Giving Sight to the Blind in India
April 10, 2014
Six-year-old Lamikant couldn’t see to read because of cataracts. He received eye surgery and a pair of glasses at a mission hospital in India.
“To open blind eyes, to bring out prisoners from the prison, those who sit in darkness from the prison house.” (Isaiah 42:7, NKJV)
Easwarappa, 72, groped along the path, his long stick feeling the way through the seeming darkness, even in broad daylight. Would this be the day he would break free? That’s the way he felt. Trapped. Imprisoned. When the cataracts covered his eyes it was as if midnight settled in forever. Would the doors open and the light come in? Would this be the day of his dawn?
Nagaratna, a healthy 9-year-old girl born blind, never knew more than dim glimmers rolling over the deep shadows of her vision. In the morning she knew the sun had risen; she detected the hope of light, but never saw an image. Mostly deep darkness hovered, and though she felt enclosed, even engulfed, at times, this was all she knew. Would she ever see the face of her mother, whose warm hands smoothed across her cheeks with such love? Would she see her father’s eyes?
Chinnaswamy, 52, had no job. He felt useless. Abandoned by his family at a young age, he had no way to care for his own needs and seemingly no purpose. Would he ever escape his dark dungeon?
But light broke in for all three of these who were once blind, as well as thousands more, through two eye clinics in Karnataka.
Easwarappa, totally blind with mature cataracts, was among the first to receive eye surgery.
“He became like a new man, having a second life,” a ministry leader said. Out of the darkness he emerged and took hold of his life. He bought cows and sold milk, making enough to support his family. “You should see this 72-year-old man going from place to place on a bicycle!”
Nagaratna, rejected by many doctors, came to the clinic from a remote village after learning that all who had surgery at this missions hospital had received sight. And though her case was a challenge, the surgeon was willing to operate. Poverty had kept Nagaratna from eye care and hope of ever seeing.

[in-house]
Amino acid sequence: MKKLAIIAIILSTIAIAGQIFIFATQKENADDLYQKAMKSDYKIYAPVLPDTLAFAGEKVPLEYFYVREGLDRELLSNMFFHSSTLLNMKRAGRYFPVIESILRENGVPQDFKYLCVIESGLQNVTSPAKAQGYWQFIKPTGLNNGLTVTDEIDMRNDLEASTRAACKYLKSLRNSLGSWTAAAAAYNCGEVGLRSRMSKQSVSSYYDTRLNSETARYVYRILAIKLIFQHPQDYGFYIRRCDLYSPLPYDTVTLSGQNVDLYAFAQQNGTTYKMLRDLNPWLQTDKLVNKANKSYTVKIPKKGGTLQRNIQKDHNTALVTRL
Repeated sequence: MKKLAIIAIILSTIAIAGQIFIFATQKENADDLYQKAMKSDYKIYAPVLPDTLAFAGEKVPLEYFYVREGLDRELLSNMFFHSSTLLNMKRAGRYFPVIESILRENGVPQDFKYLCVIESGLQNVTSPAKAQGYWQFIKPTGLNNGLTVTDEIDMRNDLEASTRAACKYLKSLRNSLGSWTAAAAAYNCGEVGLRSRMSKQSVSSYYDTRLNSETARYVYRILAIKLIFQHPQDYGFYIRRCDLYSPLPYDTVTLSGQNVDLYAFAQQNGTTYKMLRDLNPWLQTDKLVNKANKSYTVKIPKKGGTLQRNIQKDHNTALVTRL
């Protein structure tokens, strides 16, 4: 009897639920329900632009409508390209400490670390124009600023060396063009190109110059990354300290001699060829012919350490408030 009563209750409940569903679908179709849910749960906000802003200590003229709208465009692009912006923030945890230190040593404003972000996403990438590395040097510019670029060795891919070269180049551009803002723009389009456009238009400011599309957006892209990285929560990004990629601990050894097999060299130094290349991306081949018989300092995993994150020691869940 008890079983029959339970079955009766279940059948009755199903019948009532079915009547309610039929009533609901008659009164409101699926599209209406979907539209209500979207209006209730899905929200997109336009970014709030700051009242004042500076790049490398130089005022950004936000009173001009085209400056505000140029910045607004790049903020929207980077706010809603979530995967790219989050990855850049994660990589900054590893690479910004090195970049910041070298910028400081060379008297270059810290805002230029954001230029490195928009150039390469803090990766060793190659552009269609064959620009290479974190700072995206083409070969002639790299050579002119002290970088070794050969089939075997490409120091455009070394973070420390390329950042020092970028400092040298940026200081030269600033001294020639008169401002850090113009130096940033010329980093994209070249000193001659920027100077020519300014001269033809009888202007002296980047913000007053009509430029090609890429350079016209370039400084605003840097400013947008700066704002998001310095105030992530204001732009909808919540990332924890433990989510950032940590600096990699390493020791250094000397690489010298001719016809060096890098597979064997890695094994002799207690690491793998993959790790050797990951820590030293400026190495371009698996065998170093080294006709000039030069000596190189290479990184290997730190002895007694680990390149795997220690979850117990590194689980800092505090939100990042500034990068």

“Wholly depending upon the Greatest Physician the world has ever seen, I encouraged the surgeon by promising to meet all the expenses,” the ministry leader said. The hospital agreed to let them use a room. “The surgery was risky and the lenses very expensive. But that does not matter. Nagaratna saw light and her parents for the first time in her life.”
She is going to school now, with “hope and a future” (Jeremiah 29:11).
Chinnaswamy’s story is short and simple. With no relatives, the 52-year-old man had no one to care for him. But after surgery on both eyes, the Lord opened the door for him to work in a hotel to support himself. He can see so he can work.
Millions in the Dark
Around 10,000 patients are screened annually in about 50 eye camps, and about 2,000 receive cataract surgery.
In India, with a total population of 1.2 billion people, there are an estimated 15 million blind, with an additional 52 million visually impaired, according to CurableBlindness.org.
Cataracts are the leading cause of blindness in India, while refraction error and glaucoma are the second and third leading causes of blindness, respectively. Cataracts account for 62 percent of blindness in India.
A cataract is formed when the natural lens of the eye, responsible for focusing light and producing sharp images, becomes cloudy and hardens, resulting in a loss of visual function.
For the surgery procedure, the surgeon removes the eye’s crystalline lens, which has lost its transparency, and replaces it with a clear artificial lens.